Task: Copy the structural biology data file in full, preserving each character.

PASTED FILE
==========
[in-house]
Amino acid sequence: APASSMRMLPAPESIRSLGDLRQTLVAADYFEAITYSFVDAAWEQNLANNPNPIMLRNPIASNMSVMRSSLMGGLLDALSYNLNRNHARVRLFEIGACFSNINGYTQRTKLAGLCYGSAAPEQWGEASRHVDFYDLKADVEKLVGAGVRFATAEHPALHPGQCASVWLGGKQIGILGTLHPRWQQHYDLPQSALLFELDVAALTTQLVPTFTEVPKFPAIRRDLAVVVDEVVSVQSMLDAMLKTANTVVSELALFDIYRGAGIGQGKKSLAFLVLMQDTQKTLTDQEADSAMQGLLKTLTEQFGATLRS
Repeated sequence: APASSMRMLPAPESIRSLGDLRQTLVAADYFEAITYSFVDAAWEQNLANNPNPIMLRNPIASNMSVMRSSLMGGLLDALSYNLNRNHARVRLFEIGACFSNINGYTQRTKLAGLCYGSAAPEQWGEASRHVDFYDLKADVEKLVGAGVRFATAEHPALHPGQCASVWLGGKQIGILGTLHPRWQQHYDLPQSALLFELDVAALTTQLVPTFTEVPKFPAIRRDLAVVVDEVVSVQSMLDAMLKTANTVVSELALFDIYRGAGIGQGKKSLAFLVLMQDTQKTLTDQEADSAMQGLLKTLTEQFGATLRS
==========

[in-house]
Amino acid sequence: APASSMRMLPAPESIRSLGDLRQTLVAADYFEAITYSFVDAAWEQNLANNPNPIMLRNPIASNMSVMRSSLMGGLLDALSYNLNRNHARVRLFEIGACFSNINGYTQRTKLAGLCYGSAAPEQWGEASRHVDFYDLKADVEKLVGAGVRFATAEHPALHPGQCASVWLGGKQIGILGTLHPRWQQHYDLPQSALLFELDVAALTTQLVPTFTEVPKFPAIRRDLAVVVDEVVSVQSMLDAMLKTANTVVSELALFDIYRGAGIGQGKKSLAFLVLMQDTQKTLTDQEADSAMQGLLKTLTEQFGATLRS
Repeated sequence: APASSMRMLPAPESIRSLGDLRQTLVAADYFEAITYSFVDAAWEQNLANNPNPIMLRNPIASNMSVMRSSLMGGLLDALSYNLNRNHARVRLFEIGACFSNINGYTQRTKLAGLCYGSAAPEQWGEASRHVDFYDLKADVEKLVGAGVRFATAEHPALHPGQCASVWLGGKQIGILGTLHPRWQQHYDLPQSALLFELDVAALTTQLVPTFTEVPKFPAIRRDLAVVVDEVVSVQSMLDAMLKTANTVVSELALFDIYRGAGIGQGKKSLAFLVLMQDTQKTLTDQEADSAMQGLLKTLTEQFGATLRS